The ABC protein turned chloride channel whose failure causes cystic fibrosis.

Laboratory of Cardiac/Membrane Physiology, The Rockefeller University, New York, NY 10021, USA.
Nature (Impact Factor: 42.35). 04/2006; 440(7083):477-83. DOI: 10.1038/nature04712
Source: PubMed

ABSTRACT CFTR chloride channels are encoded by the gene mutated in patients with cystic fibrosis. These channels belong to the superfamily of ABC transporter ATPases. ATP-driven conformational changes, which in other ABC proteins fuel uphill substrate transport across cellular membranes, in CFTR open and close a gate to allow transmembrane flow of anions down their electrochemical gradient. New structural and biochemical information from prokaryotic ABC proteins and functional information from CFTR channels has led to a unifying mechanism explaining those ATP-driven conformational changes.


Available from: Paola Vergani, May 30, 2015
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    11/2012, Degree: PhD, Supervisor: Pr. Pierre LEHN, Pr. Tristan MONTIER
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    ABSTRACT: Cystic fibrosis transmembrane conductance regulator (CFTR) channel opening and closing are driven by cycles of adenosine triphosphate (ATP) binding-induced formation and hydrolysis-triggered disruption of a heterodimer of its cytoplasmic nucleotide-binding domains (NBDs). Although both composite sites enclosed within the heterodimer interface contain ATP in an open CFTR channel, ATP hydrolysis in the sole catalytically competent site causes channel closure. Opening of the NBD interface at that site then allows ADP-ATP exchange. But how frequently, and how far, the NBD surfaces separate at the other, inactive composite site remains unclear. We assessed separation at each composite site by monitoring access of nucleotide-sized hydrophilic, thiol-specific methanothiosulfonate (MTS) reagents to interfacial target cysteines introduced into either LSGGQ-like ATP-binding cassette signature sequence (replacing equivalent conserved serines: S549 and S1347). Covalent MTS-dependent modification of either cysteine while channels were kept closed by the absence of ATP impaired subsequent opening upon ATP readdition. Modification while channels were opening and closing in the presence of ATP caused macroscopic CFTR current to decline at the same speed as when the unmodified channels shut upon sudden ATP withdrawal. These results suggest that the target cysteines can be modified only in closed channels; that after modification the attached MTS adduct interferes with ATP-mediated opening; and that modification in the presence of ATP occurs rapidly once channels close, before they can reopen. This interpretation was corroborated by the finding that, for either cysteine target, the addition of the hydrolysis-impairing mutation K1250R (catalytic site Walker A Lys) similarly slowed, by an order of magnitude, channel closing on ATP removal and the speed of modification by MTS reagent in ATP. We conclude that, in every CFTR channel gating cycle, the NBD dimer interface separates simultaneously at both composite sites sufficiently to allow MTS reagents to access both signature-sequence serines. Relatively rapid modification of S1347C channels by larger reagents-MTS-glucose, MTS-biotin, and MTS-rhodamine-demonstrates that, at the noncatalytic composite site, this separation must exceed 8 Å. © 2015 Chaves and Gadsby.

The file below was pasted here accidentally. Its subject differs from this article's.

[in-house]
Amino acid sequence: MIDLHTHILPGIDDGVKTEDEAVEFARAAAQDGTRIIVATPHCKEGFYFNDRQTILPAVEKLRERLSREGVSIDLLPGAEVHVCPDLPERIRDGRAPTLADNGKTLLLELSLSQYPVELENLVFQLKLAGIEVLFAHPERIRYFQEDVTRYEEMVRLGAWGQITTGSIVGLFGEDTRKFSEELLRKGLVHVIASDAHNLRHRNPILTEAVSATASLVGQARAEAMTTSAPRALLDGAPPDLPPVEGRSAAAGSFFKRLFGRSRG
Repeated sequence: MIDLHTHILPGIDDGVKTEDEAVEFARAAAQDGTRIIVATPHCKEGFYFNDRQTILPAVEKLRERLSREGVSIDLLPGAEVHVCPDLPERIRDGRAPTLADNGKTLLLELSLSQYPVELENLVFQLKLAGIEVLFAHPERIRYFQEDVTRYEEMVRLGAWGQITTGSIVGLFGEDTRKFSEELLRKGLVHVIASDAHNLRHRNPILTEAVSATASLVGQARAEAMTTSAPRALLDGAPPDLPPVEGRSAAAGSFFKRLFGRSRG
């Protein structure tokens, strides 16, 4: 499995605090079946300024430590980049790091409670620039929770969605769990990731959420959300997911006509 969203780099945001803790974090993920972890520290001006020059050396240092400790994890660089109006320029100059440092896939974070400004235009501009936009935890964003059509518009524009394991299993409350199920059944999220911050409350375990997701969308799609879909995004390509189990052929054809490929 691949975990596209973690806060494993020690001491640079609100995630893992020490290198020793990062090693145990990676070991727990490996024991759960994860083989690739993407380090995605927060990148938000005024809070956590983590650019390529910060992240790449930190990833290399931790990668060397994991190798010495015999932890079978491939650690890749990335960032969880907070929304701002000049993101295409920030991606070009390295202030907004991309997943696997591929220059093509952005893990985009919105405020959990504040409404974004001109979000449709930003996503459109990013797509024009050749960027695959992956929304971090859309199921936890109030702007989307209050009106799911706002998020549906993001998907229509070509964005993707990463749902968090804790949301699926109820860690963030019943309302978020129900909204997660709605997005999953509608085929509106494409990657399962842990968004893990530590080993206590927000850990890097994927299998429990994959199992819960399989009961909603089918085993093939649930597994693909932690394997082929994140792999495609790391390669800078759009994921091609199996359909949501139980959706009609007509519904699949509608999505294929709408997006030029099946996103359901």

The Journal of General Physiology 04/2015; 145(4):261-83. DOI:10.1085/jgp.201411347 · 4.57 Impact Factor
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    Advanced Drug Delivery Reviews 03/2015; DOI:10.1016/j.addr.2015.03.001 · 12.71 Impact Factor